I knew it would hit me at some point, and I knew I would be especially susceptible to it during the holidays. But my sister was coming, and so I thought ten days with her would hold it off for a couple more weeks. I was wrong. The second I dropped her off at the airport, it set in. I was homesick.
I can think of two explanations for why the feeling set in so quickly. The first is suitable for an episode of The Twilight Zone, with homesickness generating from the aftershock of two worlds colliding. Since I’ve arrived in Valpellice, my heart has been in two places. La Bella Italia and the good ole’ U.S.A. My sister had been catalogued in the latter. She belonged with my family, friends, and twenty-five years worth of memories in the northeastern part of the U.S. But then she came here, and somehow seeing elements from my two homes coexisting may have caused this reaction. It was a Venn Diagram with my sister at the center, and somehow the union of the two circles created this nostalgic longing for the place she came from, or as she refers to it, “the other side”. (At least with regards to our video chats through gmail.)
A second, more scientifically plausible explanation for my wave of homesickness was the fact that my middle sis brought with her an abundance of firsthand narrative about the recent happenings in my childhood home. Not earth-shattering news, but little stories that I can see perfectly clearly in my mind’s eye having experienced them myself. References to our youngest sister’s sometimes vulgar, but always amusing dialogue. Descriptions of my dog’s exuberant tail-wagging routine when family members come home. Updates on my father’s latest pranks paired with my mother’s signature reaction, a blend of laughter (because let’s face it, it’s funny) and feigned scorn (because, though it’s funny, her parental instinct drives her to express she doesn’t necessarily condone the behavior). All of these little anecdotes made me feel like I was back at that home, curled up on the couch in what little space was available between two Labrador retrievers, and observing the familial interactions for myself. And maybe that was what planted the pit in my stomach and knot in my throat. The transition from feeling so close to home when my sister was here to feeling so far away when she was headed back there without me.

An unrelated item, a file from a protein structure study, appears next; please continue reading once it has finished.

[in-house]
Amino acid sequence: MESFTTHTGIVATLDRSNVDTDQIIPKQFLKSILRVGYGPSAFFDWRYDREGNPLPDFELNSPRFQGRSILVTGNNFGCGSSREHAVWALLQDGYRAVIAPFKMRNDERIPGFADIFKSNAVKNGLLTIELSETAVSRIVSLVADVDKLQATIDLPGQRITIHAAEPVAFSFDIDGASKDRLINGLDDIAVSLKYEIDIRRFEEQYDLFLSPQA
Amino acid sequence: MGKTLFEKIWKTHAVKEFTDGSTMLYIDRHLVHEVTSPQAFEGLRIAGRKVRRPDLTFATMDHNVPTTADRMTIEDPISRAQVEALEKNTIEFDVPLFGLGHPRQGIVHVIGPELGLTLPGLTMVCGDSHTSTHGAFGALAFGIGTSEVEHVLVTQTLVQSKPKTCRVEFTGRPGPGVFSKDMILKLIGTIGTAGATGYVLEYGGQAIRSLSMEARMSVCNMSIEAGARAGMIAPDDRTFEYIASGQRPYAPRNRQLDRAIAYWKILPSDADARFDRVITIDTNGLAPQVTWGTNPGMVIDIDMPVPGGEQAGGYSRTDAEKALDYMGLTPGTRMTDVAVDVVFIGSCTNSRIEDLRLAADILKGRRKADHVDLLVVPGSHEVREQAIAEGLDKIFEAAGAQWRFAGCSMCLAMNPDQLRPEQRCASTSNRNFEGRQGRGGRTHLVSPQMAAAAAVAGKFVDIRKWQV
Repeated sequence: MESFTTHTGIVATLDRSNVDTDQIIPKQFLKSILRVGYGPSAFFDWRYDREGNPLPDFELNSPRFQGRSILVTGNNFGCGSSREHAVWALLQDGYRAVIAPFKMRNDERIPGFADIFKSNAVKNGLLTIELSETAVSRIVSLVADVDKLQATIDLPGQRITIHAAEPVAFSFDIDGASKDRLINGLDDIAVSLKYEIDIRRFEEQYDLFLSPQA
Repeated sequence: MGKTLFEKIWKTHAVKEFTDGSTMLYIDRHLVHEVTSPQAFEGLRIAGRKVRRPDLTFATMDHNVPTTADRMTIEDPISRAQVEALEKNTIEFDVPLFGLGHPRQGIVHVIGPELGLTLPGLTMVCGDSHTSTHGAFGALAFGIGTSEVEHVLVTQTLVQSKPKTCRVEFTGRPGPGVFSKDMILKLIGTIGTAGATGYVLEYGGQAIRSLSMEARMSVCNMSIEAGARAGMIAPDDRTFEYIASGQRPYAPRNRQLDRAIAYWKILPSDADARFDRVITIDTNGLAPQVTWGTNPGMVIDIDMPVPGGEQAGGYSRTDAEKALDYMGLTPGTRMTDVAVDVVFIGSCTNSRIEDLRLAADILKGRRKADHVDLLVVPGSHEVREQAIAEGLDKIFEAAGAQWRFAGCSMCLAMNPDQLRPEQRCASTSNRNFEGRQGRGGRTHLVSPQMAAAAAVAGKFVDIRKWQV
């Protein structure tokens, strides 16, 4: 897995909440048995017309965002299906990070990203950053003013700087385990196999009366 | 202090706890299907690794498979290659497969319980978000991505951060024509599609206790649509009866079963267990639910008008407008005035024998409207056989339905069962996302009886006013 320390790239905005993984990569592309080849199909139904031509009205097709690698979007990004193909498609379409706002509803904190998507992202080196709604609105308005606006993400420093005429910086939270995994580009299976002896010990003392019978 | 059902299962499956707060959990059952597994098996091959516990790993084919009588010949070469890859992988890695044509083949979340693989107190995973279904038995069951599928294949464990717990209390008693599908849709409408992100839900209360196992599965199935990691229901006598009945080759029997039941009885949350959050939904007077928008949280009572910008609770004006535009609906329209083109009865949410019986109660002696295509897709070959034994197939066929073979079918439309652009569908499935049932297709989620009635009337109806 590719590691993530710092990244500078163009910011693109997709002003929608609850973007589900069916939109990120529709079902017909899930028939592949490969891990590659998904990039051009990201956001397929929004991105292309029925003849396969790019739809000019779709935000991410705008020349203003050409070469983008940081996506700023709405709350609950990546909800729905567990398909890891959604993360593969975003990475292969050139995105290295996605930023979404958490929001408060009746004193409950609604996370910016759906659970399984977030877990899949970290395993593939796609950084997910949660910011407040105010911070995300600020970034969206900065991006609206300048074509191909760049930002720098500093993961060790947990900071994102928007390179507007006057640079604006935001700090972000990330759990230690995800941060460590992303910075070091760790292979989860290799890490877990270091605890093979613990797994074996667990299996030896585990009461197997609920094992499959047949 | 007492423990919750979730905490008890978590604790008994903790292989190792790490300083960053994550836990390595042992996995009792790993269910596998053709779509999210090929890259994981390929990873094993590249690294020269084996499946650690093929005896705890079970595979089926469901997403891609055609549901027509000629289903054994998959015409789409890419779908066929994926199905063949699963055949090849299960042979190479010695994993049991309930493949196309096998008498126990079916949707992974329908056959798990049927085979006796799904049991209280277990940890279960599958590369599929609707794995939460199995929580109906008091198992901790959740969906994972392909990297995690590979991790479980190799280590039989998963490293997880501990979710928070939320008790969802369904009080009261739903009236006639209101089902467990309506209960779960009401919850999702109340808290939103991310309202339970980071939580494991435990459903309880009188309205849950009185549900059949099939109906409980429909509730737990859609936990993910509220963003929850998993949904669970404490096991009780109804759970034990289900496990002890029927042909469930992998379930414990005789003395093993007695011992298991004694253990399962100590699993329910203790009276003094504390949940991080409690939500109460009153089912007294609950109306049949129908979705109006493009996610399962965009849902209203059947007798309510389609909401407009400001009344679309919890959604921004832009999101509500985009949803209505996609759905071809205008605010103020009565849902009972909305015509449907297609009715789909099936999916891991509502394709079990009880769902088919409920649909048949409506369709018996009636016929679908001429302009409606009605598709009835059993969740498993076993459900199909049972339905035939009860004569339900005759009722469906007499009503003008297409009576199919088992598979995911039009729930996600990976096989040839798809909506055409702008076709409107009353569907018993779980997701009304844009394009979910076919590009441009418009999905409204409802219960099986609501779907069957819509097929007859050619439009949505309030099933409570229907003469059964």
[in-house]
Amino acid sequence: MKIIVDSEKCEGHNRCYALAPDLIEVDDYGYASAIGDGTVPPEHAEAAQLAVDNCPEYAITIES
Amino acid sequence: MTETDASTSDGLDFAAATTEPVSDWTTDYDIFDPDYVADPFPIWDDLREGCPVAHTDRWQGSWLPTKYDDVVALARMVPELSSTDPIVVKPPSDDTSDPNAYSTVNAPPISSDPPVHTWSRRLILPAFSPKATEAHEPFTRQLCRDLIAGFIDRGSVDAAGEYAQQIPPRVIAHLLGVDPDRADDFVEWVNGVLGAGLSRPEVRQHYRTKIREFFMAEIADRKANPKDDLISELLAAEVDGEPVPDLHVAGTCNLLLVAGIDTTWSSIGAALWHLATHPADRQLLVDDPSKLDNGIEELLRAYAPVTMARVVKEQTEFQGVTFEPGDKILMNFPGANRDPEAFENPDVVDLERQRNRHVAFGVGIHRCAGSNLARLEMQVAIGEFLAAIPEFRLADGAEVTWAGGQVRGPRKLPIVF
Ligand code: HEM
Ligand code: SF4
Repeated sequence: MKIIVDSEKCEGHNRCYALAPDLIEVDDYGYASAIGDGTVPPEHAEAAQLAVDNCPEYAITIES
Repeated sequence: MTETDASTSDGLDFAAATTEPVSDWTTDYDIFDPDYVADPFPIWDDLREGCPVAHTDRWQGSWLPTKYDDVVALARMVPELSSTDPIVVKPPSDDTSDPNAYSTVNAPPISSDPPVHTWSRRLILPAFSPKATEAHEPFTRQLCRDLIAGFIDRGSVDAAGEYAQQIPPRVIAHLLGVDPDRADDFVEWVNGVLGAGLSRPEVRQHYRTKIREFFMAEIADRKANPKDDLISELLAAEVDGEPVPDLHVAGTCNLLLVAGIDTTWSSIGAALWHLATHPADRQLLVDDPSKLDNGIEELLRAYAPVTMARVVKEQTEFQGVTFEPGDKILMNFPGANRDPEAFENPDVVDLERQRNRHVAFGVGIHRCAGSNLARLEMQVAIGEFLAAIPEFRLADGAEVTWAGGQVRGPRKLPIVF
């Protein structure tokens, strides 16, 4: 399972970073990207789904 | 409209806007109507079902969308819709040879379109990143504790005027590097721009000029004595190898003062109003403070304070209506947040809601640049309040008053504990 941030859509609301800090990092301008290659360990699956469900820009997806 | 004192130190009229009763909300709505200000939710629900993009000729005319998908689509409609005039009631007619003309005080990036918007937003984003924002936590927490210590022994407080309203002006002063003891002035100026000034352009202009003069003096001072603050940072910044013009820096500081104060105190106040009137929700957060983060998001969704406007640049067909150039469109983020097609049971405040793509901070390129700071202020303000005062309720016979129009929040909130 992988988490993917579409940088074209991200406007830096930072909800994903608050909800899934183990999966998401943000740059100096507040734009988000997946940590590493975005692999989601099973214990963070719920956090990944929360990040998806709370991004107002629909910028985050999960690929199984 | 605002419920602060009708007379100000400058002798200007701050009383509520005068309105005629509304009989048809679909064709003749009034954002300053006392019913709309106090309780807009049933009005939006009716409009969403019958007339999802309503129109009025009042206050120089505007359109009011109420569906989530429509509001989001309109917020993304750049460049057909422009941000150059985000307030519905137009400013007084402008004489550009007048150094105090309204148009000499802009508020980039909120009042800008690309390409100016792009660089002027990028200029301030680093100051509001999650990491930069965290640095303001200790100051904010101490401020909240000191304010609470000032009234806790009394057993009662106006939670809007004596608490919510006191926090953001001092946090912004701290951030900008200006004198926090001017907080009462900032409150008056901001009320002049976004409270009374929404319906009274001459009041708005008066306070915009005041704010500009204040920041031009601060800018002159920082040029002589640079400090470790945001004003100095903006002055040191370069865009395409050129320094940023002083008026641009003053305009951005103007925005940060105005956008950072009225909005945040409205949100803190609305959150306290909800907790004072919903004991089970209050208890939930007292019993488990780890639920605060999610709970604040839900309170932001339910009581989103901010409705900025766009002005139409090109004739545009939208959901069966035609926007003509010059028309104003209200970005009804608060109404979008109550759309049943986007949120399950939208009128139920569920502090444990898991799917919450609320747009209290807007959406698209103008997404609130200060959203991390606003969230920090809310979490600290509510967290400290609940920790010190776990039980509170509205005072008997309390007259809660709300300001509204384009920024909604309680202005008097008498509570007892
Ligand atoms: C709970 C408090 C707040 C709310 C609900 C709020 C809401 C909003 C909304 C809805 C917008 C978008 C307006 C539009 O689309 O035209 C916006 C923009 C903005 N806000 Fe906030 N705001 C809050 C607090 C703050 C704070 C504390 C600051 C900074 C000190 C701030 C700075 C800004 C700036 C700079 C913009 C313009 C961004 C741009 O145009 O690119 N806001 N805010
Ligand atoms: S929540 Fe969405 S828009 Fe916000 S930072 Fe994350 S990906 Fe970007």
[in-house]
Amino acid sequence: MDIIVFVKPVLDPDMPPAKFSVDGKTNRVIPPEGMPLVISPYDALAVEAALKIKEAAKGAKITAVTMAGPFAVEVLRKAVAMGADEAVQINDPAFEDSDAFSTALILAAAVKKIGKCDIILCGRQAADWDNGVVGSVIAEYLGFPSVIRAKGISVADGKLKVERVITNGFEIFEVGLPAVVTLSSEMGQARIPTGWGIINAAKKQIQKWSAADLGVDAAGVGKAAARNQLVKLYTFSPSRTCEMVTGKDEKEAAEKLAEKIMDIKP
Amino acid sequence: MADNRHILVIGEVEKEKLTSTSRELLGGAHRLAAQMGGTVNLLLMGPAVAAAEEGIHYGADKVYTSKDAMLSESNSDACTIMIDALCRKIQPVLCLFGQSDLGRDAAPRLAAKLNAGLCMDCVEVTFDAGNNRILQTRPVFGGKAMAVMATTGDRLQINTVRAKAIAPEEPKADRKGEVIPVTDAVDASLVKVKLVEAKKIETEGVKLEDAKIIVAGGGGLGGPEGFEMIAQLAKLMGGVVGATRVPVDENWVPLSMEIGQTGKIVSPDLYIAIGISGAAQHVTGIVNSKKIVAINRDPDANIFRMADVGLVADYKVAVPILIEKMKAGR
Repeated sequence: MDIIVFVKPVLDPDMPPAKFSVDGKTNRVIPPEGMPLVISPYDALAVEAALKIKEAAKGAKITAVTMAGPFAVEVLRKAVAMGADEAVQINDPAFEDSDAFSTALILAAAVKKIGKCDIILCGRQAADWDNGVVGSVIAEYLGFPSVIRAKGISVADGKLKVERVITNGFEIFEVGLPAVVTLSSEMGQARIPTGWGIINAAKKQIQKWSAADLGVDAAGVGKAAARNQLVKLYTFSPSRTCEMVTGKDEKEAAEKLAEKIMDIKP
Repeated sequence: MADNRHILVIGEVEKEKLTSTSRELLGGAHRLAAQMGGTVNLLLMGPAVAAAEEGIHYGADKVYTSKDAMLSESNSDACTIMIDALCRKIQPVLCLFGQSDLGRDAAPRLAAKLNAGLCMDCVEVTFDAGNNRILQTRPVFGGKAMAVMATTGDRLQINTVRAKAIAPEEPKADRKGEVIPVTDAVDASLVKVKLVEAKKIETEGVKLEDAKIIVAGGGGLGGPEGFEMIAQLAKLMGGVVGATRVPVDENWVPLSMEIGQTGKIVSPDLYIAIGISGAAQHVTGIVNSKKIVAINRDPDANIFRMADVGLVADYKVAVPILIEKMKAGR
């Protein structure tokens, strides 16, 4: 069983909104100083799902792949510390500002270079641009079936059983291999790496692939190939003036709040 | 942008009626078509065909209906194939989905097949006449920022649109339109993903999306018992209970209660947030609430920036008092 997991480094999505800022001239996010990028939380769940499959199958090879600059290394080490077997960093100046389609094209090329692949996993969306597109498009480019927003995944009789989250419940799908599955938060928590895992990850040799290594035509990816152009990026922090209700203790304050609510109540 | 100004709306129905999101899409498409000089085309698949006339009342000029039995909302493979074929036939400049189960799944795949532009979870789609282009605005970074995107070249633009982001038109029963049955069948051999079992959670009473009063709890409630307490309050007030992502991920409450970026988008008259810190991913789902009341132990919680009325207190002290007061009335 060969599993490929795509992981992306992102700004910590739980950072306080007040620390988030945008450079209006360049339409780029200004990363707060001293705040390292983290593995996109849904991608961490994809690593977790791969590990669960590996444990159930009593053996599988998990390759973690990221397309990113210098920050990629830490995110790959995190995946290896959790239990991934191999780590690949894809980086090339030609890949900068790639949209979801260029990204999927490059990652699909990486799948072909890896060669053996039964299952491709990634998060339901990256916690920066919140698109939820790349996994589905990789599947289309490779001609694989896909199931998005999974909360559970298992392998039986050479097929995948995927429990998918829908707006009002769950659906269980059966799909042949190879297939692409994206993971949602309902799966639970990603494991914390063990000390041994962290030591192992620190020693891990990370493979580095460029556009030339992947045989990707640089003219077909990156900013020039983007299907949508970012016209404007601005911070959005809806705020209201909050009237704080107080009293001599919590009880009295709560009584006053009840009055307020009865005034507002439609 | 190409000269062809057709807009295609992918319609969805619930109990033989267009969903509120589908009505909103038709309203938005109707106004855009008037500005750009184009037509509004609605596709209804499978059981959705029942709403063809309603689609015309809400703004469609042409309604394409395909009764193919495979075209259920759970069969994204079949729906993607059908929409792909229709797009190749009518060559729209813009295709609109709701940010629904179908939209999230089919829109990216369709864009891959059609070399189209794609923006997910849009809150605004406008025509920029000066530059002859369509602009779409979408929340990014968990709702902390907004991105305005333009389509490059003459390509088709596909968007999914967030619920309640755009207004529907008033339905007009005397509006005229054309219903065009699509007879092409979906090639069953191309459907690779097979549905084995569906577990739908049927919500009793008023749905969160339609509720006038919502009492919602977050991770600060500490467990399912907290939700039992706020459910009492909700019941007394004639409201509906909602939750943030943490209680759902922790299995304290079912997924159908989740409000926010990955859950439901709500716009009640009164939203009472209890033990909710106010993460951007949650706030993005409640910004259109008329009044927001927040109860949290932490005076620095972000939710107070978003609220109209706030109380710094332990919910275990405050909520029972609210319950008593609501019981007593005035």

Though the term “homesick” generally carries with it a negative connotation, I view the emotion in a somewhat different light. Sure it can feel like a weight in your chest and a pre-tear pressure behind your eyes. But I think it offers a unique perspective on what you really value by showing you what you miss. I know in my case, it’s simply being in the company of the people I love. I miss seeing one of my closest friend’s glow in the happiness of her new engagement, being a more hands-on bridesmaid for another one of my favorite ladies, giving my baby sister a congratulatory hug on her recent graduation, and the list goes on. Of course, I’ve always known how much my family and friends mean to me. But a little dose of homesickness heightens the awareness that every second spent in their company should be cherished.
In the end, though I’ll continue to enjoy my time in this Italy adventure, I know I’ll have a lot to look forward to when I get home. So, thank you TC for being a part of many memories from Florence to Milan. For reminding me how nice it is to have you finish my sentences. And, for bringing with you a piece of my other home that will hopefully last me until I make it back. I couldn’t have asked for a better way to kick off the holiday season.